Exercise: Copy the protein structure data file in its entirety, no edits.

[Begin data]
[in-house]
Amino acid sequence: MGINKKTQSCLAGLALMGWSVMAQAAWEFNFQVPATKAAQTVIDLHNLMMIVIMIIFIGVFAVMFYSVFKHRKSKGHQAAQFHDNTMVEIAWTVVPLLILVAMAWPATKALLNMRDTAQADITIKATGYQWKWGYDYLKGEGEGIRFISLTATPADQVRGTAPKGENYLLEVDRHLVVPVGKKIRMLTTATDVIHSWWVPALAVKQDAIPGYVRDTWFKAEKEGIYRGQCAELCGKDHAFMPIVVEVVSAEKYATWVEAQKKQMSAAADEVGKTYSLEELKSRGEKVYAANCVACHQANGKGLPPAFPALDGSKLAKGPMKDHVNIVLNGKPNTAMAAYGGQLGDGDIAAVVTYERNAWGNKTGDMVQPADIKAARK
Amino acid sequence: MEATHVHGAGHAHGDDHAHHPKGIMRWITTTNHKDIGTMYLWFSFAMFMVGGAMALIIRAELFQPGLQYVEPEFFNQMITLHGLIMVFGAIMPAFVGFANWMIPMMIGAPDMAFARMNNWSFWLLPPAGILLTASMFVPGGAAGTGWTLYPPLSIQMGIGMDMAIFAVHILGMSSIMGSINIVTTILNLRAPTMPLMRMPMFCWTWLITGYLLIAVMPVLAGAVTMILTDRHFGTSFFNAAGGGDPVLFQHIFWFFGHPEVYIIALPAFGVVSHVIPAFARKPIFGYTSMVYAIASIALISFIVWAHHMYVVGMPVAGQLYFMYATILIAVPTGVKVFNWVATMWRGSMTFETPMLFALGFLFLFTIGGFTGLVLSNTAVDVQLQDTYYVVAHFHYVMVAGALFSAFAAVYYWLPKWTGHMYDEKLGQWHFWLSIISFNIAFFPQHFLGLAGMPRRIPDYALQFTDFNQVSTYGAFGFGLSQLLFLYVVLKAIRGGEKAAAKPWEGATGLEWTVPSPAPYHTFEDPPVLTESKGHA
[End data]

[in-house]
Amino acid sequence: MGINKKTQSCLAGLALMGWSVMAQAAWEFNFQVPATKAAQTVIDLHNLMMIVIMIIFIGVFAVMFYSVFKHRKSKGHQAAQFHDNTMVEIAWTVVPLLILVAMAWPATKALLNMRDTAQADITIKATGYQWKWGYDYLKGEGEGIRFISLTATPADQVRGTAPKGENYLLEVDRHLVVPVGKKIRMLTTATDVIHSWWVPALAVKQDAIPGYVRDTWFKAEKEGIYRGQCAELCGKDHAFMPIVVEVVSAEKYATWVEAQKKQMSAAADEVGKTYSLEELKSRGEKVYAANCVACHQANGKGLPPAFPALDGSKLAKGPMKDHVNIVLNGKPNTAMAAYGGQLGDGDIAAVVTYERNAWGNKTGDMVQPADIKAARK
Amino acid sequence: MEATHVHGAGHAHGDDHAHHPKGIMRWITTTNHKDIGTMYLWFSFAMFMVGGAMALIIRAELFQPGLQYVEPEFFNQMITLHGLIMVFGAIMPAFVGFANWMIPMMIGAPDMAFARMNNWSFWLLPPAGILLTASMFVPGGAAGTGWTLYPPLSIQMGIGMDMAIFAVHILGMSSIMGSINIVTTILNLRAPTMPLMRMPMFCWTWLITGYLLIAVMPVLAGAVTMILTDRHFGTSFFNAAGGGDPVLFQHIFWFFGHPEVYIIALPAFGVVSHVIPAFARKPIFGYTSMVYAIASIALISFIVWAHHMYVVGMPVAGQLYFMYATILIAVPTGVKVFNWVATMWRGSMTFETPMLFALGFLFLFTIGGFTGLVLSNTAVDVQLQDTYYVVAHFHYVMVAGALFSAFAAVYYWLPKWTGHMYDEKLGQWHFWLSIISFNIAFFPQHFLGLAGMPRRIPDYALQFTDFNQVSTYGAFGFGLSQLLFLYVVLKAIRGGEKAAAKPWEGATGLEWTVPSPAPYHTFEDPPVLTESKGHA